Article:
“It really is because it’s a true family experience,” Major said. “And it’s memorable. Particularly with the pandemic, you’re in the open air, you can walk around. We’ve got a play ground. Our food is excellent.”
The Tiger Drive-in hosts concerts and camp outs. The drive-in doubles as a campground, too.
“My wife got the first camper,” Major said. “She wanted to go camping with our kids and grandkids. I don’t like camping. So, I plugged in the power and plugged in the water and put a little deck on there and (now) rent it on Airbnb. It was so successful, I got another one and I got another one.”
The area is home to something else you don’t see much of any more—a rodeo.
The Rabun County Arena hosts numerous rodeos throughout the year, including nearly a dozen youth events.
“We have (contestants) as young as three-year-olds out here riding barrel and pull patterns, being lead by their parents,” Jeff King from the Rabun County Arena said. “We’ve got a few that do it all on their own, they don’t want their parents with them. They do the mutton-busting when they ride the sheep. (They do) goat tying, goat untying, scaled down a little bit. We have steer riding, which 18 and under (contestants) ride steers, they might be 500-pound steers, 600-pound, 700-pound steers that they get to ride. (It) really gets your adrenaline running when you’re 14 years old and it’s got horns sticking out both sides.”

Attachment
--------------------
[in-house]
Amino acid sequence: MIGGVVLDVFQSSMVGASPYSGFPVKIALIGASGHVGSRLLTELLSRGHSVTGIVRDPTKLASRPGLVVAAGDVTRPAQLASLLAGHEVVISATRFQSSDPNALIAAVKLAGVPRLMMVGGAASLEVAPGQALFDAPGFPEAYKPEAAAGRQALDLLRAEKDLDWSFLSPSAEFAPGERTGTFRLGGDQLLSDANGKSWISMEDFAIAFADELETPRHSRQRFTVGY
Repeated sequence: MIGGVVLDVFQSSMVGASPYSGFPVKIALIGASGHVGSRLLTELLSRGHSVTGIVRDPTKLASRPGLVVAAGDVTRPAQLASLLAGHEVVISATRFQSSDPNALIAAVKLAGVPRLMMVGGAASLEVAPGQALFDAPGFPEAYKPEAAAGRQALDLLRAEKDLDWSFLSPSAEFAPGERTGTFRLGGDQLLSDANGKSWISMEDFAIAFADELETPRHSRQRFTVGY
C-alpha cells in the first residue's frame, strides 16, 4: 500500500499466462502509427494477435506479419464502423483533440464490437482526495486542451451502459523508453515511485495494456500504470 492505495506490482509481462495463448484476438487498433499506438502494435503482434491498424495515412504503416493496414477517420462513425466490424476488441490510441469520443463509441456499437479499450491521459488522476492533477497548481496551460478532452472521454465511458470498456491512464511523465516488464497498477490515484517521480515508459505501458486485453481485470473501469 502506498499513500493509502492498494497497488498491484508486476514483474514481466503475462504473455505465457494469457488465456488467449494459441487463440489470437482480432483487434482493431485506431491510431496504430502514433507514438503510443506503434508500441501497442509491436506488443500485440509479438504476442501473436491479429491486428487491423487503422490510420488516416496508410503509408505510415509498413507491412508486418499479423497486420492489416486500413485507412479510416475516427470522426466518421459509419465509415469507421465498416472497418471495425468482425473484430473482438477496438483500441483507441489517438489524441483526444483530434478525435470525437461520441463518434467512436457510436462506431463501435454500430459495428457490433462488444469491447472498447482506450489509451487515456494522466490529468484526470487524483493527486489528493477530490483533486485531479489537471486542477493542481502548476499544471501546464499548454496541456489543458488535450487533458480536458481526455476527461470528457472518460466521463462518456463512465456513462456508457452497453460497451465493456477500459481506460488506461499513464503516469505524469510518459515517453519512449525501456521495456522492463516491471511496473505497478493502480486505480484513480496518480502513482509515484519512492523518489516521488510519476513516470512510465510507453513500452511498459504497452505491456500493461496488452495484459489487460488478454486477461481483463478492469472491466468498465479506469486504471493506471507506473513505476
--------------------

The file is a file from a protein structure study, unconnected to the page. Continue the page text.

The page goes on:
Rabun County hosts an adult championship rodeo each year, along with a handful of dog shows.
“If you’ve never seen a full-speed agility show, up close, it’s fun to watch,” King said. “They’ll run probably 30 different courses during the day. They run 10 to 15 dogs per class or however many show up for that event.”
Goats, a drive-in theater and rodeos; those might be a little unexpected on a trip to the north Georgia mountains, but mountain views and waterfalls, those are there year-round and always await visitors on a getaway. Some of the best of both can be had at Sky Valley, Georgia’s highest city.
There’s golf to be played at Sky Valley Country Club. At an average elevation of 3,500 feet, it’s Georgia’s highest course, plays to 7,000 yards and offers seven sets of tees. It’s been named Georgia’s No. 1 rated public golf course, and hole number seven was picked as the best par three by the Georgia Golf Trail.